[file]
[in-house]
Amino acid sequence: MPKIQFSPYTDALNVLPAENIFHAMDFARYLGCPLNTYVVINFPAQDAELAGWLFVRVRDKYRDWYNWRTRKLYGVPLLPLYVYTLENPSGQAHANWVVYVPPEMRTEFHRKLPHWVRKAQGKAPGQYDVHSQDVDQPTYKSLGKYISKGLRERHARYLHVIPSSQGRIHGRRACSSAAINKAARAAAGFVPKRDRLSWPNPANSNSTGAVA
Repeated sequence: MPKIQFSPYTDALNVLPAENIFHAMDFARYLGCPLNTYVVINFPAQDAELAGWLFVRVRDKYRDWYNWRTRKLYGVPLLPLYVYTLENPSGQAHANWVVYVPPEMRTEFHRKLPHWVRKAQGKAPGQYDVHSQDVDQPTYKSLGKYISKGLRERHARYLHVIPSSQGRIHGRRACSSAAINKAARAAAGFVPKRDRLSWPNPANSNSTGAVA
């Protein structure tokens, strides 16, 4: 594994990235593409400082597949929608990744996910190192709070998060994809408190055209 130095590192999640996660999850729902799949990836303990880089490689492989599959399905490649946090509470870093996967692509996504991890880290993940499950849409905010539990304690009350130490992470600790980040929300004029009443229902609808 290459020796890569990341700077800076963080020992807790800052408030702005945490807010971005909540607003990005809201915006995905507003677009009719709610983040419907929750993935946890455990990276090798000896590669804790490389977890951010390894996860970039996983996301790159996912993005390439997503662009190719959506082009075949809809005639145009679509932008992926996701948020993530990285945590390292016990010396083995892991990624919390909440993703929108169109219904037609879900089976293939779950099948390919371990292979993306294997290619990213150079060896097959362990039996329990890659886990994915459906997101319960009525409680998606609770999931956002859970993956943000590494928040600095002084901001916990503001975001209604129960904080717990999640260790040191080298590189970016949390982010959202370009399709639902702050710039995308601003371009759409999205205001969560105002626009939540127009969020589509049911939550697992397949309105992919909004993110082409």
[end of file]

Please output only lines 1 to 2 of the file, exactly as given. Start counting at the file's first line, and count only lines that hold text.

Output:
[in-house]
Amino acid sequence: MPKIQFSPYTDALNVLPAENIFHAMDFARYLGCPLNTYVVINFPAQDAELAGWLFVRVRDKYRDWYNWRTRKLYGVPLLPLYVYTLENPSGQAHANWVVYVPPEMRTEFHRKLPHWVRKAQGKAPGQYDVHSQDVDQPTYKSLGKYISKGLRERHARYLHVIPSSQGRIHGRRACSSAAINKAARAAAGFVPKRDRLSWPNPANSNSTGAVA